Like the major opioid manufacturers, distributors, and pharmacies, fossil fuel companies continue to spread disinformation and deceive the public, evidently in an effort to delay climate action. This deception increasingly happens via the legal system itself. In my current work as a lawyer for the Climate Science Legal Defense Fund, my colleagues and I have seen fossil fuel companies — and fossil fuel-funded groups and individualstarget climate scientists and researchers with invasive open records requests, defamation lawsuits, political harassment, and more. The apparent goal: intimidating, silencing, and sidelining scientists in order to forestall government action on climate change.

These legal threats can understandably discourage climate researchers and professors from engaging in science advocacy around climate change, whether as part of their research, serving as an expert witness, or publicly speaking out — all of which makes it even harder to tackle the climate crisis. Therefore, much of my organization’s focus goes to providing scientists with free legal advice and resources detailing best practices.

But that’s only part of the solution. Holding corporate wrongdoers accountable should also involve advocating for the judges overseeing climate change lawsuits to properly understand the science. In the opioid cases, pharmaceutical companies poured resources into challenging the science of addiction. Often, the judges handling these cases permitted testimony which should not have been heard under current legal standards for allowing scientific evidence into court, and sealed compelling corporate evidence that should have been made public. These judges’ failures mired lawyers in unnecessary document review and prevented regulators from important opportunities to improve public safety.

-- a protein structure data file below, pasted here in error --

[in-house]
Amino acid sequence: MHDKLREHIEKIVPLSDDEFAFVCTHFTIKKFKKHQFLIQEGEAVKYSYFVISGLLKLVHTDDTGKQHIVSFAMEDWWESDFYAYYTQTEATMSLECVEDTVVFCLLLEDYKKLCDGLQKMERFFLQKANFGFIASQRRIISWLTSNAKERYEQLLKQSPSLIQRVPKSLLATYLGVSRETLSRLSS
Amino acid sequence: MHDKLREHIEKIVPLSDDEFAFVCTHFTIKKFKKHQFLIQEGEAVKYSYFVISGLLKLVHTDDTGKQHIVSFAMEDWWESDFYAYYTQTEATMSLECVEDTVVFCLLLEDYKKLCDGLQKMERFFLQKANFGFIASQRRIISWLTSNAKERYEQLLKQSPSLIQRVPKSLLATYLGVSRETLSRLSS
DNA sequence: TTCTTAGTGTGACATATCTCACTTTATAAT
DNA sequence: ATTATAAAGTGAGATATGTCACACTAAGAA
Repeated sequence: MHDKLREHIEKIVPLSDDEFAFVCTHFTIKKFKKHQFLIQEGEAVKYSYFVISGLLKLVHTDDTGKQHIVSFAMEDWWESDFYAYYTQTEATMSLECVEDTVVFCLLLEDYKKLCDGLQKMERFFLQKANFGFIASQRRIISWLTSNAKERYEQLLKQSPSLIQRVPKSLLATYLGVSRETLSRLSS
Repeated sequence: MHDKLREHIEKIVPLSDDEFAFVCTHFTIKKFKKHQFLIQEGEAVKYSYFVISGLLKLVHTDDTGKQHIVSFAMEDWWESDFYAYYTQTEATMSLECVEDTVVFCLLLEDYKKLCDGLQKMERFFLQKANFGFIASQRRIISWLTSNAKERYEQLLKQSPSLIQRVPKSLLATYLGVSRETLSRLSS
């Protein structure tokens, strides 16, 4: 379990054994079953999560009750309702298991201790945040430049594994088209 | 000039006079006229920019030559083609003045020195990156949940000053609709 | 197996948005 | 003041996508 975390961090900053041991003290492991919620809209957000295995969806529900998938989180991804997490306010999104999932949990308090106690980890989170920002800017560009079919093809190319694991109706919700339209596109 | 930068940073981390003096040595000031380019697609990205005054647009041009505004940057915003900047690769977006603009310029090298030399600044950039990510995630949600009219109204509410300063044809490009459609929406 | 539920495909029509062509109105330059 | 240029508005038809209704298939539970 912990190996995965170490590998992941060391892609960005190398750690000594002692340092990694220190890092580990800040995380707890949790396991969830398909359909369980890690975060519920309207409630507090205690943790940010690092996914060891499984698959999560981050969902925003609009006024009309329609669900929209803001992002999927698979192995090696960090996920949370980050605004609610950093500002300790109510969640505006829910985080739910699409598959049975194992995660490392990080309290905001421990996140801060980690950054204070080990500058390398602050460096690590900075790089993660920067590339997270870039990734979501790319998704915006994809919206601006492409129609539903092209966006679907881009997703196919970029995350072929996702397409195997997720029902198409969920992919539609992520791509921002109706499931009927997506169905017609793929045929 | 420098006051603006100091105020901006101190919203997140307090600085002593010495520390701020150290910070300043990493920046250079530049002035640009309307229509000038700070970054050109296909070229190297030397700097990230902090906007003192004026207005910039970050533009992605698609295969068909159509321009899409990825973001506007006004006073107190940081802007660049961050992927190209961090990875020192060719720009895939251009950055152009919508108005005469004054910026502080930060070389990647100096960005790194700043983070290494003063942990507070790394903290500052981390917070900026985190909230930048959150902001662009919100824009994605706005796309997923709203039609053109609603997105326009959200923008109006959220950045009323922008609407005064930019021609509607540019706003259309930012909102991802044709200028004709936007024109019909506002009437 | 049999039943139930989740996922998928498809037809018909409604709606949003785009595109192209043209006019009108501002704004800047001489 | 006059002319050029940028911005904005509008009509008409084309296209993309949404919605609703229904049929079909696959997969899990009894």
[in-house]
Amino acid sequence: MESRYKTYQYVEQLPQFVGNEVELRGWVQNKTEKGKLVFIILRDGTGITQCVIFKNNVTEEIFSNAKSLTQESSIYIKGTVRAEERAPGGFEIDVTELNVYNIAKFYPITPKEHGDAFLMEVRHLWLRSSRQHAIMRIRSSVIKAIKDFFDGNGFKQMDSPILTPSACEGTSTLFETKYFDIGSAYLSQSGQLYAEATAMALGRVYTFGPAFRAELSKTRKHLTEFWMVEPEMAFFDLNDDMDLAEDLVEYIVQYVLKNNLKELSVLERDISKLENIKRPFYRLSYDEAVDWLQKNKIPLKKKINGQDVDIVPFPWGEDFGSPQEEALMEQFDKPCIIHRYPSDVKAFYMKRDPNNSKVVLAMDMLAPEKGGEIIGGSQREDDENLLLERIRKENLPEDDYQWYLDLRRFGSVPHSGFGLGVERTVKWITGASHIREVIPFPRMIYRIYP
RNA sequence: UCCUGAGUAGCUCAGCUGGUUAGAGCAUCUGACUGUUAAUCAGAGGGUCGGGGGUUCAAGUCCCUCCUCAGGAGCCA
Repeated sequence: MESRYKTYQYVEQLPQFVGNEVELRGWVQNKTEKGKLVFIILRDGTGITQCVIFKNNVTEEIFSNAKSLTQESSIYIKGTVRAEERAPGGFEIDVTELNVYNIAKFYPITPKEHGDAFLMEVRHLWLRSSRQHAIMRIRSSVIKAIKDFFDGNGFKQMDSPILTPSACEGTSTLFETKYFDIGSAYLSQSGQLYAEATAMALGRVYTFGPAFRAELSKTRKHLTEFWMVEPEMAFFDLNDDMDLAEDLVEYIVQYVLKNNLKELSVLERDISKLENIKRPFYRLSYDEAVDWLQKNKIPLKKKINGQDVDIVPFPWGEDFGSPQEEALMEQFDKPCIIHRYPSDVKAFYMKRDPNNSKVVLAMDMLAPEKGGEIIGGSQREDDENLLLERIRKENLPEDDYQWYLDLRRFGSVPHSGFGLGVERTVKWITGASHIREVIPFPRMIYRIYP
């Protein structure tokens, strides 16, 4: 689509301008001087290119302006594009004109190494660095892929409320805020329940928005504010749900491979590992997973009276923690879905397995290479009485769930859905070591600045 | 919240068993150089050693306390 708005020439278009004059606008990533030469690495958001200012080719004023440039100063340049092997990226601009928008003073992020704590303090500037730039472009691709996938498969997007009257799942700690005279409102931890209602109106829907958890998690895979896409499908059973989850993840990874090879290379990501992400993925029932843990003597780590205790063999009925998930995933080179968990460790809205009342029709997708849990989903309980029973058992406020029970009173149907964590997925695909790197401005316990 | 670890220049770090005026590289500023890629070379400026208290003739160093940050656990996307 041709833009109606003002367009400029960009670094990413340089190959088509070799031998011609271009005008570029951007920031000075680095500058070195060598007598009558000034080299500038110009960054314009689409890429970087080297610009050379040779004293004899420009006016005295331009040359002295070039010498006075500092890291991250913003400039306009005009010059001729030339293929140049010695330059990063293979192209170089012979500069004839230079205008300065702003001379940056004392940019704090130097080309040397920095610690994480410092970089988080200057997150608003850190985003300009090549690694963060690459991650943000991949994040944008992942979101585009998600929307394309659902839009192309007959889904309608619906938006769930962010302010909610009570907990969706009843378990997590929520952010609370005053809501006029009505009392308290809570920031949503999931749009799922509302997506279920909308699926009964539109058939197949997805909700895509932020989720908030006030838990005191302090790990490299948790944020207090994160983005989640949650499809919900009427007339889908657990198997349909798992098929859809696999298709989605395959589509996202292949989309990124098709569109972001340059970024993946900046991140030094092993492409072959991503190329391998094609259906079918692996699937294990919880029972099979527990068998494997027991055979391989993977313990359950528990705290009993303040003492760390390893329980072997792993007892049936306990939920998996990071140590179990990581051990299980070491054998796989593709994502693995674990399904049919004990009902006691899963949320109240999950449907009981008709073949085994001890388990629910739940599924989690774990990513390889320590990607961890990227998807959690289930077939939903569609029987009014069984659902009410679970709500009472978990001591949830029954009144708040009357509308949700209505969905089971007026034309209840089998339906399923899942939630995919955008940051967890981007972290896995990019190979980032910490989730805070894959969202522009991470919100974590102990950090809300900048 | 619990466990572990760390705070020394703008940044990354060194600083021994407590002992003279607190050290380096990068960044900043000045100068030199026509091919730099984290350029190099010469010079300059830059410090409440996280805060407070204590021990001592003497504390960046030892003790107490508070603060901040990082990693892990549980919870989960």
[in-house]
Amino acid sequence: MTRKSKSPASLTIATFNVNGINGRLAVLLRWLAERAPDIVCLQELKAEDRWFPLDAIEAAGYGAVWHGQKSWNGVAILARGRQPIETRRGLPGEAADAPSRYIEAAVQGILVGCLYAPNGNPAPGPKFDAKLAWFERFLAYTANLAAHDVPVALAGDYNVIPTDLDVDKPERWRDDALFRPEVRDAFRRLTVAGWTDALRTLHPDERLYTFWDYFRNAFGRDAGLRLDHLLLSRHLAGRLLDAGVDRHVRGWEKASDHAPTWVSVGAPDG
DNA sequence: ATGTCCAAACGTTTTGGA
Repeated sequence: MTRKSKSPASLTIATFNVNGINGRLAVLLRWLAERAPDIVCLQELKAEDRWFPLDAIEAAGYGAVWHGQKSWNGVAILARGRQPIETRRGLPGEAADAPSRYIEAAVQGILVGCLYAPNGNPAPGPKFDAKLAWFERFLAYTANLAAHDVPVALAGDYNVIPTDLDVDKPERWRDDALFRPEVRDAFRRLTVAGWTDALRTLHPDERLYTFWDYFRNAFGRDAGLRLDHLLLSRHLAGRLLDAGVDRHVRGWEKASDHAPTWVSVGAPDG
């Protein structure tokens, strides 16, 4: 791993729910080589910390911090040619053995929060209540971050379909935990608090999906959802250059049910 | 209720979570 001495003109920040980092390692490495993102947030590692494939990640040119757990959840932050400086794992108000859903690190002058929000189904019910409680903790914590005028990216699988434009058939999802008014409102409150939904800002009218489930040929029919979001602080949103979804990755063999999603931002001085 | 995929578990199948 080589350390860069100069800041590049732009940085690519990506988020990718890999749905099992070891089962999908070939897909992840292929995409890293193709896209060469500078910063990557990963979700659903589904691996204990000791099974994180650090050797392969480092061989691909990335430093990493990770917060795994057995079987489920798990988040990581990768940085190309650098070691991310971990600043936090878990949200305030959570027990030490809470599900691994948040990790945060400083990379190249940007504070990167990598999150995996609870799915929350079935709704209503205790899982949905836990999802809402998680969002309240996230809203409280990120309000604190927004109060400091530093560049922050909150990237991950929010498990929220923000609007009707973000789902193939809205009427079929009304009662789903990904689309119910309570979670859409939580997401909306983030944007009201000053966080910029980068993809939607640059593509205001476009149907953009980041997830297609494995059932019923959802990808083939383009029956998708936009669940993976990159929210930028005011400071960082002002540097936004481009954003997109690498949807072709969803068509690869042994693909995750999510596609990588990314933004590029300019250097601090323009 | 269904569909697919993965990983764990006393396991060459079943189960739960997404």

An astounding three quarters of litigators are failing to cite the most recent peer-reviewed findings in the climate change lawsuits.

Indeed, one of the most frightening, lasting legacies of President Trump is the hundreds of federal judgeships that he filled, including unqualified appointees who lack scientific literacy. Some of these judges may not adequately understand the science of climate change or the public health impacts of fossil fuel extraction. Worse, some may be outright hostile toward any arguments calling for more regulation, including environmental safeguards.

Trump appointees already ignored the science of opioid addiction when they declined to criminally prosecute Walmart for its alleged failure to prevent the over-dispensation of opioids. And we saw, with the Supreme Court’s overturning of Roe v. Wade and recent blow to the EPA’s authority to restrict greenhouse gas emissions from power plants — decisions that flatly disregarded science and evidence — that even the highest court is no longer a lofty, politics-free body.

While fossil fuel companies continue to attempt to distort the facts and minimize the evidence, the science of climate change and its unequal effects on poor and dispossessed communities like Tribal Nations can no longer be denied by reasonable decisionmakers.

With science itself a point of contention in climate litigation, we must research and support science-forward judges in elections, educate judges on science, empower scientists of all stripes to serve as expert witnesses, and hold corporate wrongdoers accountable to the people. These actions can directly advance climate action and environmental justice in the communities that need it most.

Rachael Lyle is a senior staff attorney at the Climate Science Legal Defense Fund. She previously worked to prosecute claims against opioid companies.